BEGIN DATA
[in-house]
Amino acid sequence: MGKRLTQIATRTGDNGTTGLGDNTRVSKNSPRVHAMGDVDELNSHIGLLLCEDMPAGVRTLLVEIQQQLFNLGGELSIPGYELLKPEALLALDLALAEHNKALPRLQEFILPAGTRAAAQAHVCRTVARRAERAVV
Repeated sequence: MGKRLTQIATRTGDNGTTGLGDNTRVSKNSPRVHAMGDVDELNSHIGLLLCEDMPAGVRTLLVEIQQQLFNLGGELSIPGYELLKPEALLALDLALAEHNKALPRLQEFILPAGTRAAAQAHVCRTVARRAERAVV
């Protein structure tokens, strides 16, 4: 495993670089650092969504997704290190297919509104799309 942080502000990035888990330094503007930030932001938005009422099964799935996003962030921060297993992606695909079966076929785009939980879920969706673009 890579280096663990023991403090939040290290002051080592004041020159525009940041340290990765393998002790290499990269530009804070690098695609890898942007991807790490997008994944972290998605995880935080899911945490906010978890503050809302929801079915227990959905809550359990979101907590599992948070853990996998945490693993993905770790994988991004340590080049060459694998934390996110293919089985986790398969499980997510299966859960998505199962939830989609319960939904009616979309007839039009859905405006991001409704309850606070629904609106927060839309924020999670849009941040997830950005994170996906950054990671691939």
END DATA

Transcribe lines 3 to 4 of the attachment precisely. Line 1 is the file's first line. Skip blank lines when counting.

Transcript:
Repeated sequence: MGKRLTQIATRTGDNGTTGLGDNTRVSKNSPRVHAMGDVDELNSHIGLLLCEDMPAGVRTLLVEIQQQLFNLGGELSIPGYELLKPEALLALDLALAEHNKALPRLQEFILPAGTRAAAQAHVCRTVARRAERAVV
């Protein structure tokens, strides 16, 4: 495993670089650092969504997704290190297919509104799309 942080502000990035888990330094503007930030932001938005009422099964799935996003962030921060297993992606695909079966076929785009939980879920969706673009 890579280096663990023991403090939040290290002051080592004041020159525009940041340290990765393998002790290499990269530009804070690098695609890898942007991807790490997008994944972290998605995880935080899911945490906010978890503050809302929801079915227990959905809550359990979101907590599992948070853990996998945490693993993905770790994988991004340590080049060459694998934390996110293919089985986790398969499980997510299966859960998505199962939830989609319960939904009616979309007839039009859905405006991001409704309850606070629904609106927060839309924020999670849009941040997830950005994170996906950054990671691939």